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Greenwich LBC has failed to overturn a decision compelling it to cover the£150,000 annual care costs of a vulnerab...
Greenwich LBC has failed to overturn a decision compelling it to cover the£150,000 annual care costs of a vulnerable elderly woman after a High Court judge backed the government's approach to the case.

Mr Justice Charles, dismissing Greenwich's judicial review challenge, rejected suggestions that the elderly woman - named as 'Mrs D' - had been consciously 'dumped' on Greenwich by its neighbouring borough, Bexley LBC.

The judge said Greenwich initially suggested a Bexley official had made a 'conscious decision' to dump Mrs D at a residential home 100 metres inside the Greenwich limits - delaying informing Greenwich about the move.

The judge said this suggestion implied a 'conscious act of bad faith', but added that Greenwich's lawyers had never pressed home the claim.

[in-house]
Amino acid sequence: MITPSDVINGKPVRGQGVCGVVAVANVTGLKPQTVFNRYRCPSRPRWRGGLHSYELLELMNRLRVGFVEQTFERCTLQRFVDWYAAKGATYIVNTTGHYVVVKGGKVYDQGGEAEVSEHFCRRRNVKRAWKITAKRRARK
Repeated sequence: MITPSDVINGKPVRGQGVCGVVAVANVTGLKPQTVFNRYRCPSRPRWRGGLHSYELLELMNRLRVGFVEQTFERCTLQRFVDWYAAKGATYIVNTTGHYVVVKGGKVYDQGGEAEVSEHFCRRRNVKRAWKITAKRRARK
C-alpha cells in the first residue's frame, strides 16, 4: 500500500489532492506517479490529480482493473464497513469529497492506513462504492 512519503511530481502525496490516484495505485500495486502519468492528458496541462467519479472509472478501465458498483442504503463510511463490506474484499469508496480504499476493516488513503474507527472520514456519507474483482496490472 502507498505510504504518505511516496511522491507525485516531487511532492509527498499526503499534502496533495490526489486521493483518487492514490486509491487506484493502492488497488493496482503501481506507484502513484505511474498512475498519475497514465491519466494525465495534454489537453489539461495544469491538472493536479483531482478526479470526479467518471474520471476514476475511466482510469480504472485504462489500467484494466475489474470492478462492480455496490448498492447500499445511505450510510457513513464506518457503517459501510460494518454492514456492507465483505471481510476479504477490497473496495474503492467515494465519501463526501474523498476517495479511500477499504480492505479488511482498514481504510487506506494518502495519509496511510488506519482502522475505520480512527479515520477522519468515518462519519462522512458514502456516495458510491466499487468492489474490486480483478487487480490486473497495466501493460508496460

He expressed great sympathy with Mrs D and her family over a period of prolonged lack of contact from Bexley between May and June 2002 as she moved into her new Greenwich placement and while her position was in a state of 'flux'.

He said that 'nobody had informed Greenwich what was happening', which meant Greenwich did not have access to Mrs D's welfare review.

But he concluded: 'It seems to me that the lack of contact with Greenwich, and the discontinuance of contact with Mrs D and her family, occurred through an oversight'.

Greenwich took legal action after it was ordered by the Department of Health to foot the£150,000 bill for covering the woman's annual care.

Its lawyers argued that the health secretary's March 2005 ruling was legally flawed, and that Bexley should be responsible for her care.

Bexley was said to be liable for the care costs on the grounds that Mrs D - a lifelong Bexley resident - was 'ordinarily resident' in that borough, where she had owned her own home.

Originally placed in a home in Bexley she was later moved to the Greenwich care home in 2002 as she 'urgently required placement elsewhere', the judge was told.

The issue for the judge to resolve was whether the health secretary was right to conclude that Mrs D was not 'ordinarily resident' in Bexley. The decision was based on the fact that she had sold her Bexley home, and therefore severed her links with the borough.

He said 'some criticisms' could be levelled at the health secretary's approach, but added that 'at heart he has identified the correct criteria'.


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